By Brad Hinkle 11/23/2019
Although it's a question that really only concerns audio and video enthusiasts when it comes to having the highest quality recordings, many novices still find themselves asking which is better out of digital and analogue formats. For the most part, analogue recordings are a thing of a bygone era now that almost everyone listens to music and watches movies recorded in digital format.
All modern computers are digital in nature, including devices such as smartphones and portable media players, all of which are computers in essence. By contrast, before the advent of CD and DVD, analogue recordings were dominant, as they have been since the very first recordings or photographs. For example, audio cassettes and videotapes are analogue formats, both of which have long been obsolete. Few people lament the loss of these relatively poor-quality recordings, but there's a lot more to the comparison between digital and analogue than that when it comes to content quality alone.
How Does Digital Media Work?
All digital data is stored in the form of ones and zeros on a data storage device, whether it's a hard disk, optical disc or the built-in storage on your smartphone or portable media player. In order to play audio or video or view images in a digital format, the program or device you need to open the file reads the digital data and translates that information into meaningful content.
Digital data is by far the most versatile of the two, since it can easily be compressed and transferred between devices. Depending on the storage medium used, such as an optical disc or hard disk, the data does not lose its integrity or quality over time, since it's not a physical thing. However, all media needs to be translated into a digital format in the first place, since video, audio and images are analogue by nature.
The quality of digital media depends primarily on the file size or bit rate. In other words, the larger the file size, the better the quality. By contrast, compressed audio, video or images sacrifice quality to reduce file size. An uncompressed file will take up a lot more space, so the vast majority of media people use is compressed to a degree using a lossy compression algorithm. With regards to audio, lossless compression formats, such as FLAC, are quite widely supported, since these files offer an enormous improvement in quality over MP3. The same is true of images, in which case most digital cameras only store photos in the lossy JPG format. However, professional photographers favour lossless images in the RAW format despite the far larger file size. Digital video is almost always compressed using a lossy algorithm, since today's storage devices simply aren't large enough to store lossless video. As such, the originals of most of today's movies remain stored in analogue format on tape. Ultimately, digital media invariably has to be compressed to make it more practical.
How Does Analogue Media Work?
Analogue uses physical changes, such as fluctuations in electrical signals or mechanical movements to represent data instead of representing quantities in ones and zeros like digital devices do. For example, with analogue technology, a sound wave is recorded in its original form. The same applies to analogue cameras, in which case the image is stored physically on a negative instead of having to be translated into digital format. Take a traditional tape-based stereo system for example - the recording on the cassette is analogue, and this is read by the hardware in the cassette player before being sent to the speakers in the form of an analogue signal. In such cases, there's no digital data involved or any data compression. In other words, you're hearing the audio in more-or-less its original form, depending of course on the quality of the microphone used to record it in the first place and the quality of your speaker equipment.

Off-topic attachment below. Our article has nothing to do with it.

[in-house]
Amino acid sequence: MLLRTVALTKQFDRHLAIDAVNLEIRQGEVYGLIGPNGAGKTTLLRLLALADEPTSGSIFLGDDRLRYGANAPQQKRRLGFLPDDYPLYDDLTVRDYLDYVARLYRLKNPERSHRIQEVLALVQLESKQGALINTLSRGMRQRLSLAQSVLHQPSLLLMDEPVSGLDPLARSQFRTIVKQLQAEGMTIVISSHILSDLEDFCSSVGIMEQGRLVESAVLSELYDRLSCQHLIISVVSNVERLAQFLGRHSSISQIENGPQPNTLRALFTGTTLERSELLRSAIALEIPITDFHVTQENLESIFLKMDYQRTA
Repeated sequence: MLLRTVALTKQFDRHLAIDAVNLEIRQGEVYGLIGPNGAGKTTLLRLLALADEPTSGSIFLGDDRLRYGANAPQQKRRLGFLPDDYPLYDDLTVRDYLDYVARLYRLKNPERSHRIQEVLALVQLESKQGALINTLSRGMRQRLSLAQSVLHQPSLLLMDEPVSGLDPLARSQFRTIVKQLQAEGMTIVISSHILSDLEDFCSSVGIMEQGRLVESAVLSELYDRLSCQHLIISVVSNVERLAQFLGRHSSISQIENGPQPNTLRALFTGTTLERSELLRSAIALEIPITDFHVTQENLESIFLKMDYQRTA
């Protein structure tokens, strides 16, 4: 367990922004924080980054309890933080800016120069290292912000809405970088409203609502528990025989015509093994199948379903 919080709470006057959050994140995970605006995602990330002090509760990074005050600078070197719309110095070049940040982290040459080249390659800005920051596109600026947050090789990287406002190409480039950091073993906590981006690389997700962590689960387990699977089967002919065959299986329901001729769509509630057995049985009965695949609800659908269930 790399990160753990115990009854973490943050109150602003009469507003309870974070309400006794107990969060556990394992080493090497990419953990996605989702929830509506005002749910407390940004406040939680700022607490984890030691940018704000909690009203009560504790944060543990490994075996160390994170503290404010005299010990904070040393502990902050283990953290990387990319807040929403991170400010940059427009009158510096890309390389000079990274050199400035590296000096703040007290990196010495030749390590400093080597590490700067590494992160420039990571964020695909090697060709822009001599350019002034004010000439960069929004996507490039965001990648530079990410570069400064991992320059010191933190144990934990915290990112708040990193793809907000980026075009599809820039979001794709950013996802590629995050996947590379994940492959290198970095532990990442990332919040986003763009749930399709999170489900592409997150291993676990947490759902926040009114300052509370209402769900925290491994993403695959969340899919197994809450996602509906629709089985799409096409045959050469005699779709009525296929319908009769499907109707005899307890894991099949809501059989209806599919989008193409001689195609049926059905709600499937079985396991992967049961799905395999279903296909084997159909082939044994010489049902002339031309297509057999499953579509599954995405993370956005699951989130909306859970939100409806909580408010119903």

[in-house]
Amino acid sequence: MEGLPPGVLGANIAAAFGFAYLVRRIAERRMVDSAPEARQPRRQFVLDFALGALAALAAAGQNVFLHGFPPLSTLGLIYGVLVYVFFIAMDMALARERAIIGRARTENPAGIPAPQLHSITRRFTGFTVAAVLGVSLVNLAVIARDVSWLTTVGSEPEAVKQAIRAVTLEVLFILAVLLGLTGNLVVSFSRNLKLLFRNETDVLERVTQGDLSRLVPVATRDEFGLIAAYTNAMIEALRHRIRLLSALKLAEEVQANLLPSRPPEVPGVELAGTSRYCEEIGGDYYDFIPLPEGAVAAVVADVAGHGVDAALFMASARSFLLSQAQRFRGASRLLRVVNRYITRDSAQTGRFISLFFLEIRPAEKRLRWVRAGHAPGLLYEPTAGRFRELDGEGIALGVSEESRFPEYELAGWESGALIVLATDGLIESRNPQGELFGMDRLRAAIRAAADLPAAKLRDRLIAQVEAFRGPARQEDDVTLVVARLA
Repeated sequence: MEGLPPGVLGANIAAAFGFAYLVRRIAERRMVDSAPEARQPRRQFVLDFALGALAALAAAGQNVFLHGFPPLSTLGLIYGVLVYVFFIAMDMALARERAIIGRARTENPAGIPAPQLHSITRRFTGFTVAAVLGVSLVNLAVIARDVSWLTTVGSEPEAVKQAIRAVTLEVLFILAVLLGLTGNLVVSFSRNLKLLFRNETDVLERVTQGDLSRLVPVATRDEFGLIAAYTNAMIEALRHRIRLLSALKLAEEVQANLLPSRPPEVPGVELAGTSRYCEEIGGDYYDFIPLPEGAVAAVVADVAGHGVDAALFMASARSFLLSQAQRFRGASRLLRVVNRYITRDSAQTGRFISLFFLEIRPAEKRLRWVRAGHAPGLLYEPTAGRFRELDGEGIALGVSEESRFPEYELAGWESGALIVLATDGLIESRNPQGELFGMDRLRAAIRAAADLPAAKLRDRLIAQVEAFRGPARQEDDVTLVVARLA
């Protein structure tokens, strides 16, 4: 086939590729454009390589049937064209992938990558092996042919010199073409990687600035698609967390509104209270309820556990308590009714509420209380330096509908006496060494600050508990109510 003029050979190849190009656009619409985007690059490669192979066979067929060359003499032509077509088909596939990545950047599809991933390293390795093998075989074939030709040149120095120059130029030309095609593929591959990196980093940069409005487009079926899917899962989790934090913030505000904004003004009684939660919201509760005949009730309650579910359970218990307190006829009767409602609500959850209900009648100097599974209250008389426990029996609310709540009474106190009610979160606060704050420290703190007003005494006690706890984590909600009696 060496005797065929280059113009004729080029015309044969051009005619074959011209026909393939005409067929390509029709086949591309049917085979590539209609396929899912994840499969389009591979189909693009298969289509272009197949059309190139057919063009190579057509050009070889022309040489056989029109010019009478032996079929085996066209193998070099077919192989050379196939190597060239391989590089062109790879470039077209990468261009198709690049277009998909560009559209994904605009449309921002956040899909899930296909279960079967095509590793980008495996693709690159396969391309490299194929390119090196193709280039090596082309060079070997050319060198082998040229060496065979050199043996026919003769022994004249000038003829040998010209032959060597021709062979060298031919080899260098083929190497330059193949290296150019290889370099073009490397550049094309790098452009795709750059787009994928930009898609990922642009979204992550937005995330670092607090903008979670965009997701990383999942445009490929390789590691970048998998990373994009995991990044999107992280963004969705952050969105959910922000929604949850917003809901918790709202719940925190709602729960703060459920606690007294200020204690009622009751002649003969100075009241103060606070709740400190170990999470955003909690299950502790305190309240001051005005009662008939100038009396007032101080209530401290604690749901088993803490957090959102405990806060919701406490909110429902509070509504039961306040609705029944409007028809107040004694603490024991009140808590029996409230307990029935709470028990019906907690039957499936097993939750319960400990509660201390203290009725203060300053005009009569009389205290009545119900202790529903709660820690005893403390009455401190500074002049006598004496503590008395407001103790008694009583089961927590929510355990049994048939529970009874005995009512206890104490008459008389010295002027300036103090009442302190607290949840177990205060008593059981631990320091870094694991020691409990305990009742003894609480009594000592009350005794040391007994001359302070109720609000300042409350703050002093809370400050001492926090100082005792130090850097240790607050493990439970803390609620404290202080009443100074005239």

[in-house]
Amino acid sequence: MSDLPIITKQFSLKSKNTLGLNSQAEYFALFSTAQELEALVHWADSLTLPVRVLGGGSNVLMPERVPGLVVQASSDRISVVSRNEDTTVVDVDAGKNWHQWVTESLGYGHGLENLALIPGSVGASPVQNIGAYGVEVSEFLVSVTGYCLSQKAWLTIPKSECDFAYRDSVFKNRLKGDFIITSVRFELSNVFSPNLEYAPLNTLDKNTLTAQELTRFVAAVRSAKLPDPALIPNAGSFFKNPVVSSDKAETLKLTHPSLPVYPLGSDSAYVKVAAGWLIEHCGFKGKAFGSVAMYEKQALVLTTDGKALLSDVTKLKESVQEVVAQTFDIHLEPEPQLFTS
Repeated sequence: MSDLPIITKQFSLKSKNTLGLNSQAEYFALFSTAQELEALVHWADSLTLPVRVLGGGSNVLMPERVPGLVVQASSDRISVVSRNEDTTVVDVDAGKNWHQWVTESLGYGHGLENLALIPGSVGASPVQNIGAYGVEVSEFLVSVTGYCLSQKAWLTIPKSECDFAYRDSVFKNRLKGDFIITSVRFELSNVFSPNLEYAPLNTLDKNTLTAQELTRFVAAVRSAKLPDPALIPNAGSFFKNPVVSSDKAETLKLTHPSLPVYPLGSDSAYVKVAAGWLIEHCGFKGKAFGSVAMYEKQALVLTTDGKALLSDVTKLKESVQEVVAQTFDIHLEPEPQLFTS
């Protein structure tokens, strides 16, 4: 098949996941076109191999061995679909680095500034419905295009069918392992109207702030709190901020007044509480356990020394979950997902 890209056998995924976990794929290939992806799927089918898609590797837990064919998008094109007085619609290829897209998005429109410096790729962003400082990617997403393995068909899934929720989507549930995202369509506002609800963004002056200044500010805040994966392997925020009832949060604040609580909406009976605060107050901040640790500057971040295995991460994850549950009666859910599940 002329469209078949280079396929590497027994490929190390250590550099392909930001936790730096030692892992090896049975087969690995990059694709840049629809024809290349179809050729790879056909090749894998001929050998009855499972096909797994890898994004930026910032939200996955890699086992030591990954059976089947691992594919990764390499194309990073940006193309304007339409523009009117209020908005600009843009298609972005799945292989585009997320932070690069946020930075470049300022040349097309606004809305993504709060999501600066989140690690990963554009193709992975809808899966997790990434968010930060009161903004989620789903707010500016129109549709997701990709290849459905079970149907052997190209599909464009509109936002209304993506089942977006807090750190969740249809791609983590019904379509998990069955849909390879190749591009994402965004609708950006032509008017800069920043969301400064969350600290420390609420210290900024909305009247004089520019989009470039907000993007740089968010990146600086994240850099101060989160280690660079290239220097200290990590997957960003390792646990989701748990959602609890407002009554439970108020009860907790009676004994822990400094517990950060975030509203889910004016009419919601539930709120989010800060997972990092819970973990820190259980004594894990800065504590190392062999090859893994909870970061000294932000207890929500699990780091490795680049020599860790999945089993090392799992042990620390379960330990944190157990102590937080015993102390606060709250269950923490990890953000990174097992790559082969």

Ultimately, analogue provides a more accurate representation of the original recording, since it doesn't have to be translated into ones and zeros and compressed in the process to the extent that it may further lose its original quality. However, analogue data also degrades over time to the extent that it eventually becomes unusable. Digital data, by comparison, may simply be copied over to a new storage device should it fail, and the data will remain completely unchanged.
So Which Is Better?
Solely from an enthusiast's perspective, analogue is inherently superior to digital, but only when it comes to preserving the quality of the original recording. As such, filmmakers and many professional photographers still store their original recordings in analogue format, typically in the form of tapes. With regards to audio, analogue speaker cables and connections remain the preferred choice for computer speakers, since they can deliver improved audio quality over digital connections such as SP/DIF where the data has to be compressed.
Although almost any expert will tell you that an analogue recording is superior, most consumers find it to be extremely impractical in today's world. After all, you can store hundreds of high-quality movies on even a modestly sized hard drive these days rather than filling up an entire room with analogue video cassettes. As such, digital recordings are superior in almost every other way, since they take up no physical space, they can be copied and moved around freely and the data doesn't degrade over time.
In today's digital world, analogue media is largely obsolete insofar as consumers are concerned. Nonetheless, audiophiles in particular often claim that analogue formats, specifically the vinyl, provides superior audio quality to any digital device or file format. With video content, analogue is even less relevant to consumers, since video tapes are always of far poorer quality than today's DVDs and Blu-ray, and they're no longer widely available.